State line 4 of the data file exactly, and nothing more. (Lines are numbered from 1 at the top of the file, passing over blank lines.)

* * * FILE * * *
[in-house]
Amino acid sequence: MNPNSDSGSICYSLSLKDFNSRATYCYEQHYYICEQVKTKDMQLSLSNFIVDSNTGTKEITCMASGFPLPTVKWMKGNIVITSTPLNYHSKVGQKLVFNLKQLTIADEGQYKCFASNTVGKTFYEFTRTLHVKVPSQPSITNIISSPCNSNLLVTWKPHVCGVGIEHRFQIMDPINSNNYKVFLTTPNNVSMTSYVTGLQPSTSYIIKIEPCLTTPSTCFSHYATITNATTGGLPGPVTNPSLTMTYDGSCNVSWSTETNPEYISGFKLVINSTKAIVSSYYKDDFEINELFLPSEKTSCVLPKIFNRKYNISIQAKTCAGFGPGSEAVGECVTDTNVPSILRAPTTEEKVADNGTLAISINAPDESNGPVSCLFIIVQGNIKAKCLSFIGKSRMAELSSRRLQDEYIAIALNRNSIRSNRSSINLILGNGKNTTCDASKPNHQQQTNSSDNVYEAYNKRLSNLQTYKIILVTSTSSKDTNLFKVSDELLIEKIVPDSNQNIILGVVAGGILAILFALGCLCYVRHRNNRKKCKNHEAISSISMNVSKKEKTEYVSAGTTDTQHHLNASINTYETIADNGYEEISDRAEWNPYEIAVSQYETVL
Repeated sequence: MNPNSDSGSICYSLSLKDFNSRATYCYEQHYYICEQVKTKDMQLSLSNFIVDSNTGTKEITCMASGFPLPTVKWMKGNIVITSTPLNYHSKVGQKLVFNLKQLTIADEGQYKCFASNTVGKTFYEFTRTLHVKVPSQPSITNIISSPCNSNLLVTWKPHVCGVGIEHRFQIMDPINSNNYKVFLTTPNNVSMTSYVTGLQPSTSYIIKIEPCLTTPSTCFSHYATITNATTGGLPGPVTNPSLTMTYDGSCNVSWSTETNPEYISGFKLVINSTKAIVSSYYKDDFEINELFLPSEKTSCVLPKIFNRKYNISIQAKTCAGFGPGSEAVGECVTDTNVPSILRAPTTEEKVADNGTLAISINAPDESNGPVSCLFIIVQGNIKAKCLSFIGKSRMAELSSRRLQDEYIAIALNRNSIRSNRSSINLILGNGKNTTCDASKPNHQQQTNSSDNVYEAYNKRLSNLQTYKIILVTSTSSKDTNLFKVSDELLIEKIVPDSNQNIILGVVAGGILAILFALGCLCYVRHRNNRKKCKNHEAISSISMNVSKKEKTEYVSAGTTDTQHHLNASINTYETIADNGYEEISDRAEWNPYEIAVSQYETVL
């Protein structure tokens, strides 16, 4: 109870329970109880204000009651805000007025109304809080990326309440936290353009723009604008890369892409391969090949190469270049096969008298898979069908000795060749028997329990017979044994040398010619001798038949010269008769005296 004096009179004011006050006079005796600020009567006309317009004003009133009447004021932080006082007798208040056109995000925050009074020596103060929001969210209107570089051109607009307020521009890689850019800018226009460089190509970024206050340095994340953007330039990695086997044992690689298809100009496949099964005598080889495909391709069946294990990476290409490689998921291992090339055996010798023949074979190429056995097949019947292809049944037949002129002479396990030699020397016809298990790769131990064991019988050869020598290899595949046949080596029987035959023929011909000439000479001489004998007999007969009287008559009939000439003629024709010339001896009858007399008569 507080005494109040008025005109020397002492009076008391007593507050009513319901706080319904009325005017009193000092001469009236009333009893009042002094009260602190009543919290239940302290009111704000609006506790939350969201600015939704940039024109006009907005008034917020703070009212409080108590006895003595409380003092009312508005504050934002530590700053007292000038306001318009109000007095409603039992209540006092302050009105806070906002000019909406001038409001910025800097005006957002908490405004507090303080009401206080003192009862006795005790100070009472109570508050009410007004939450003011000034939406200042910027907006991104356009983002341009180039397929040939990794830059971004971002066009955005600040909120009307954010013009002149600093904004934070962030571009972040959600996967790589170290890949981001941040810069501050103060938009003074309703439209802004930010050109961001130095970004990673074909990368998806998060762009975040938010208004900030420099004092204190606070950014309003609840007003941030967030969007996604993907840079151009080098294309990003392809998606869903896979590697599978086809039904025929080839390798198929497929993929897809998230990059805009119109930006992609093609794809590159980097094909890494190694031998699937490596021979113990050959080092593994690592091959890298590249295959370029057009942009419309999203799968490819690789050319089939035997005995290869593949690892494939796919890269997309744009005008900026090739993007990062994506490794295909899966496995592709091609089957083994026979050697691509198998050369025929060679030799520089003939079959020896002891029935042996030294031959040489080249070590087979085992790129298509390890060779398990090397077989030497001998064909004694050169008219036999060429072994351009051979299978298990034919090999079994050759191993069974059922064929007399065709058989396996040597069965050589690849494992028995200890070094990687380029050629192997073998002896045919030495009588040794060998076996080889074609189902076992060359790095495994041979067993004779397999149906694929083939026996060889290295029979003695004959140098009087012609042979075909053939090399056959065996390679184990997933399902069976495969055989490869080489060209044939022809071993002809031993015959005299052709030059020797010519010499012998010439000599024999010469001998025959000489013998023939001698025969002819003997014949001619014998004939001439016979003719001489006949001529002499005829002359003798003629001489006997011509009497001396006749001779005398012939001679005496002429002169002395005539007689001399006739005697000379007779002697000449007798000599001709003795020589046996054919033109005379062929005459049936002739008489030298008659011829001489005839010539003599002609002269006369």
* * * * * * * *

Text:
């Protein structure tokens, strides 16, 4: 109870329970109880204000009651805000007025109304809080990326309440936290353009723009604008890369892409391969090949190469270049096969008298898979069908000795060749028997329990017979044994040398010619001798038949010269008769005296 004096009179004011006050006079005796600020009567006309317009004003009133009447004021932080006082007798208040056109995000925050009074020596103060929001969210209107570089051109607009307020521009890689850019800018226009460089190509970024206050340095994340953007330039990695086997044992690689298809100009496949099964005598080889495909391709069946294990990476290409490689998921291992090339055996010798023949074979190429056995097949019947292809049944037949002129002479396990030699020397016809298990790769131990064991019988050869020598290899595949046949080596029987035959023929011909000439000479001489004998007999007969009287008559009939000439003629024709010339001896009858007399008569 507080005494109040008025005109020397002492009076008391007593507050009513319901706080319904009325005017009193000092001469009236009333009893009042002094009260602190009543919290239940302290009111704000609006506790939350969201600015939704940039024109006009907005008034917020703070009212409080108590006895003595409380003092009312508005504050934002530590700053007292000038306001318009109000007095409603039992209540006092302050009105806070906002000019909406001038409001910025800097005006957002908490405004507090303080009401206080003192009862006795005790100070009472109570508050009410007004939450003011000034939406200042910027907006991104356009983002341009180039397929040939990794830059971004971002066009955005600040909120009307954010013009002149600093904004934070962030571009972040959600996967790589170290890949981001941040810069501050103060938009003074309703439209802004930010050109961001130095970004990673074909990368998806998060762009975040938010208004900030420099004092204190606070950014309003609840007003941030967030969007996604993907840079151009080098294309990003392809998606869903896979590697599978086809039904025929080839390798198929497929993929897809998230990059805009119109930006992609093609794809590159980097094909890494190694031998699937490596021979113990050959080092593994690592091959890298590249295959370029057009942009419309999203799968490819690789050319089939035997005995290869593949690892494939796919890269997309744009005008900026090739993007990062994506490794295909899966496995592709091609089957083994026979050697691509198998050369025929060679030799520089003939079959020896002891029935042996030294031959040489080249070590087979085992790129298509390890060779398990090397077989030497001998064909004694050169008219036999060429072994351009051979299978298990034919090999079994050759191993069974059922064929007399065709058989396996040597069965050589690849494992028995200890070094990687380029050629192997073998002896045919030495009588040794060998076996080889074609189902076992060359790095495994041979067993004779397999149906694929083939026996060889290295029979003695004959140098009087012609042979075909053939090399056959065996390679184990997933399902069976495969055989490869080489060209044939022809071993002809031993015959005299052709030059020797010519010499012998010439000599024999010469001998025959000489013998023939001698025969002819003997014949001619014998004939001439016979003719001489006949001529002499005829002359003798003629001489006997011509009497001396006749001779005398012939001679005496002429002169002395005539007689001399006739005697000379007779002697000449007798000599001709003795020589046996054919033109005379062929005459049936002739008489030298008659011829001489005839010539003599002609002269006369």